She, too, saw a collection bottle filling with blood and small body parts. “That’s the moment I shut everything down so I wouldn’t have any feelings.”

From there, Blair’s life spiraled, she related, through drugs, drinking and other means of escape. Her only sibling, a brother, also died during this time of brain cancer.

By the time of her third abortion, she “knew it was murder” and began crying on the table. The nurse noticed her distress. “You don’t want to do this, do you?” she asked, then promised her it would be over soon. “I wish someone had been there to rescue me, to tell me, ‘It’s okay. You don’t have to do this. You have choices,’” she recalled. Instead, “the doctor just got to work.” 

And as the child vanished, so did her hope.


Still Haunted Years Later

Delia Warnecke, 62, of Vermont, says that the pain of her abortion at age 21 has grown deeper over time. “The memory is vivid,” she said. “I didn’t want to do it. I was definitely coerced.”

The abortion “haunts me to this day,” she said, despite God’s healing. “It is the most unnatural thing for a human being, to kill their own child,” she said, noting that our culture is in severe denial. “A lot of people are in pain and need to heal, and until we do, it’s not going to get any easier.”

Warnecke recalled that day as “like walking into hell.” 

“I love honesty, and I don’t want to embellish anything, but it’s like I was selling my soul to the devil.”

She remembers putting her hands on her stomach and saying to her child, “I love you” and telling Jesus she was sorry, right before being “knocked out” by anesthesia. “After I came out of it, I was crying profusely, and I was told to be quiet because I was disturbing the other patients,” she said. “But I knew my ‘blob of tissues’ was my child.”

Warnecke later got involved in the 40 Days for Life campaign, praying at the sidewalk of abortion facilities to warn others of abortion’s harm. “There’s so much help out there to do the right thing. When you kill your own child, you’re also killing your own spirit.”

She believes the Church has a huge role to play in healing and hopes priests will start being braver about the topic. “They don’t want to see [post-abortive] women’s eyes welling up with tears, but we need to stop sugarcoating abortion.”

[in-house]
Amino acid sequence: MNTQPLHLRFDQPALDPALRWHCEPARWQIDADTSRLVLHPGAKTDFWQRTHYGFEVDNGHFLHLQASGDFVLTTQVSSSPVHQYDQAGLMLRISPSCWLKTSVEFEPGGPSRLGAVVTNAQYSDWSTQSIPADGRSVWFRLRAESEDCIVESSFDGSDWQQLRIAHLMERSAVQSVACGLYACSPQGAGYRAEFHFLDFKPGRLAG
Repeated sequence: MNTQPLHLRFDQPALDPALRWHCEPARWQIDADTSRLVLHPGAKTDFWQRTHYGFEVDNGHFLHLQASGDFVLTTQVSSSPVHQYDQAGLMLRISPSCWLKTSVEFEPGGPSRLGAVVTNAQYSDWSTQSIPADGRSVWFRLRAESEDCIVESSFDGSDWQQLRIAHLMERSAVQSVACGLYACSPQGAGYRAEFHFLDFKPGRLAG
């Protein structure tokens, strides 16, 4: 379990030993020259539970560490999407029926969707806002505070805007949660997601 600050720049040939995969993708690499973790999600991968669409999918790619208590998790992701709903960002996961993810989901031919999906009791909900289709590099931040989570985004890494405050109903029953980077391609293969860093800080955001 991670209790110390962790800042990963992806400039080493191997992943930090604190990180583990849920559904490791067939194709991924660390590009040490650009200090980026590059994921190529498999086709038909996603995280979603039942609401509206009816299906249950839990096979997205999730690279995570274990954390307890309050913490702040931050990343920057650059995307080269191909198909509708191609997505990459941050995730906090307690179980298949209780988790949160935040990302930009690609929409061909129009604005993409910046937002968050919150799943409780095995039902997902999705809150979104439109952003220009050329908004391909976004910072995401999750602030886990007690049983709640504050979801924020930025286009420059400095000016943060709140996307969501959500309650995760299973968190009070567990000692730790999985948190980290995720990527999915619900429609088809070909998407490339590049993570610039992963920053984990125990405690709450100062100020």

Men’s Grief

Kevin Burke, a trained social worker and counselor, co-founded Rachel’s Vineyard retreats, an abortion healing ministry, with his wife, Theresa. 

“When I attended my first Rachel’s Vineyard retreat, it was the real beginning of my education,” he said. “It’s a master’s class in learning about how abortion impacts women, and men, too.” 

In 2003, the ministry teamed up with Priests for Life, adding a focus in the last decade on how abortion also affects men.

“I was surprised by the depth of the man’s grief, but when he’s given an opportunity to tell his story, with the support of Scripture and the sacraments, men have strong feelings about their involvement,” he said, and women benefit from seeing men reconnecting with and loving their children.

“We have a nation of over 65 million people who have been complicit in abortion,” Burke said. “There’s this massive need, with so many denying the wound within, for healing.”

Despite being sold abortion by the world, Burke says, when women begin to feel the natural, powerful feelings of loss through abortion, the topic shifts from being about rights or a political issue to a wound touching a relationship. And being silenced by the culture — even as many are shouting their “abortion rights” — only deepens that wound.